- Begin w. Hume’s definition: “the transgression of a law of nature by a particular volition the Deity, or by the interposition of some invisible agent”.
- Much debate in an attempt to establish a definitive meaning. Despite the efforts of many eminent scholars, most definitions have been of too close a likeness and all are inevitably subjective. Inevitably reflects an individual’s faith/outlook.
- There are innumerable reasons as to why an individual may believe in the possibility of miracles. For theists in particular, miracles can be a way of authenticating one’s idea of God; inexplicable events appearing to be the work of a deity, demonstrating its transcendental power and parental love. Miracles can also be interpreted as God’s response to “special pleading” (Swinburne) in times of adversity, and so in light of this, any miraculous events are likely to greatly affirm one’s faith in God.
- Miraculous events pose 2 challenges to the believer: is the idea of a miracle coherent?/is it ever rational to believe in miracles?
- Lie at the heart of Christian belief (first w. Jesus birth, then w. crucifixion and resurrection, showing that Jesus was the Son of God) and therefore, any challenge raised against the coherence/for the impossibility of miracles may also challenge the integrity of one’s faith.
- 13th century theologian defined miracles as “those things done by divine power apart from the order usually followed in things”. Regarded in modern theology as a traditional definition, which allows God to shape and influence his creation as he wills.
- 3 categories:
• The naturally impossible (stopping the sun – Joshua, 10:13)
• The naturally unlikely, done without the laws of nature (Exorcisms – Mark, 1:31)
• Those things which, although able to be explained by nature or science, have strong religious significance and point towards divine intervention.
- All miracles may be attributed to God; even those things which may be accounted for logically and without complication.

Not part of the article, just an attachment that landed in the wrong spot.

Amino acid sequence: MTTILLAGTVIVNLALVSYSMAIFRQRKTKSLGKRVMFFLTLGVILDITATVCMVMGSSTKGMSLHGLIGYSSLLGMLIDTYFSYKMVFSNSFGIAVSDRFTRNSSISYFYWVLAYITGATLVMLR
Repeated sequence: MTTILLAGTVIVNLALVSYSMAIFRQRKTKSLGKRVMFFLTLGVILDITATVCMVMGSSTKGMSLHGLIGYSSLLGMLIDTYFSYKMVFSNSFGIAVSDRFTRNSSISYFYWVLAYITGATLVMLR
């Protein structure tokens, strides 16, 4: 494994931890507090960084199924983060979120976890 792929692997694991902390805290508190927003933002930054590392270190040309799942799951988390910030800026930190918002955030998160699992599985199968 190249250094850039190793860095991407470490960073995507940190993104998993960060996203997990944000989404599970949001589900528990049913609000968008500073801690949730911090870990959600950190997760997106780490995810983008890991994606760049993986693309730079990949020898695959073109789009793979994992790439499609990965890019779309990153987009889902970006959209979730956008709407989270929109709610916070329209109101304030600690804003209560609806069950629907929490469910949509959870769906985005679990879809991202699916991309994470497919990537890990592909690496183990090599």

- As the laws of nature are reasonably predictable, it would be fair to regard anything seemingly “impossible” or occurring outside of these laws as a miracle.
- used the examples of turning water into wine without any scientific apparatus or a man being cured of polio in under a minute; claiming that the extraordinary nature of these events lent them to be classed as miracles (the time frame and circumstances under which an event occurs determines whether it may or may not be a miracle)
- For an event to be truly miraculous, it must be of some religious significance. Thus, if God were to “upset a child’s box of toys, just for spite”, it would be misconstrued to consider it a miracle.
TILLICH (MID 1900’S SCHOLAR)
- Adopted a far more orthodox stance on miracles, describing them to be “shaking, astonishing and without contradicting the rational structure of reality”.
- Tillich proposed miracles to be divine acts of God, which defied logical or scientific explanation or accountability.
- Still maintained in secular society, as well as religious organisations.
Tillich proposed miracles to be divine acts of God, which defied logical or scientific explanation or accountability.
- In his writings, Enquiry Concerning Human Understanding, Hume constructs four arguments in opposition of miracles, claiming that a “rational” man would discredit any testimonies or claims that appear to be of a miraculous nature.
1 - Hume suggests that there have never been, in all cases of attested miracles, enough witnesses to resolve a case